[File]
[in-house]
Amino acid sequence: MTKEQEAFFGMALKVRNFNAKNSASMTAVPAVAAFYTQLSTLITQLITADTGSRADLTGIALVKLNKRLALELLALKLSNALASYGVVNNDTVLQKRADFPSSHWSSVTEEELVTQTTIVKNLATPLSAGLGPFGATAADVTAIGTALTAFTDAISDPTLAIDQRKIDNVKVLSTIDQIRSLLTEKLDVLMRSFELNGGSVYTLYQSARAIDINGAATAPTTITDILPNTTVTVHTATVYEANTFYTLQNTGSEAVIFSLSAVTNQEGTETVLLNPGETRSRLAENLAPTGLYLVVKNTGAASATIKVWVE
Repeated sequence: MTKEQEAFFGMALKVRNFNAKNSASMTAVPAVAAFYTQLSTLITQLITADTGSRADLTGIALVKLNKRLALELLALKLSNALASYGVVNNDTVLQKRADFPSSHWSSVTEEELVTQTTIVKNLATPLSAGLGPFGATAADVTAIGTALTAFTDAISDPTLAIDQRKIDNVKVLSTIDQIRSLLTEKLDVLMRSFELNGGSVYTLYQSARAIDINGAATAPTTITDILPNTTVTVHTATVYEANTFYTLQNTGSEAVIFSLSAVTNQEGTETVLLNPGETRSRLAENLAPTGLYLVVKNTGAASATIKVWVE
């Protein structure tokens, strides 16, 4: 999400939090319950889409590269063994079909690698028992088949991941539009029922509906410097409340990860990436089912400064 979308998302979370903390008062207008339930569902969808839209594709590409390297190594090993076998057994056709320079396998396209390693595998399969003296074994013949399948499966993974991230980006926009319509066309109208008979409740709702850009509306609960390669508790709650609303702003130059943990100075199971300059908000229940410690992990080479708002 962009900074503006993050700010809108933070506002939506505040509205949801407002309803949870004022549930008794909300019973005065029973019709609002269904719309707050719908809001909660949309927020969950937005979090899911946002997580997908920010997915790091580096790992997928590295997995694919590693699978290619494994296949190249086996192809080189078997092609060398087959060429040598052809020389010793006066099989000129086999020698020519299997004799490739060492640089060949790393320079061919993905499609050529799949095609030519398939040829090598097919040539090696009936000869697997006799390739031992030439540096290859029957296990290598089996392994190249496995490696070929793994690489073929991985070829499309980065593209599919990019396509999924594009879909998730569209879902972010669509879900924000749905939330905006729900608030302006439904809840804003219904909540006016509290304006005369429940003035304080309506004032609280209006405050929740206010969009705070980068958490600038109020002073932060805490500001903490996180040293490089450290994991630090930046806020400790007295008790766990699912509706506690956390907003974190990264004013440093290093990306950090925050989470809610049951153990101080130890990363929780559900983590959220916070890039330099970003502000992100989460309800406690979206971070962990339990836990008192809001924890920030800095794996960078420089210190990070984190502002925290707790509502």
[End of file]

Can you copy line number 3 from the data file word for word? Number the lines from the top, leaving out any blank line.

Repeated sequence: MTKEQEAFFGMALKVRNFNAKNSASMTAVPAVAAFYTQLSTLITQLITADTGSRADLTGIALVKLNKRLALELLALKLSNALASYGVVNNDTVLQKRADFPSSHWSSVTEEELVTQTTIVKNLATPLSAGLGPFGATAADVTAIGTALTAFTDAISDPTLAIDQRKIDNVKVLSTIDQIRSLLTEKLDVLMRSFELNGGSVYTLYQSARAIDINGAATAPTTITDILPNTTVTVHTATVYEANTFYTLQNTGSEAVIFSLSAVTNQEGTETVLLNPGETRSRLAENLAPTGLYLVVKNTGAASATIKVWVE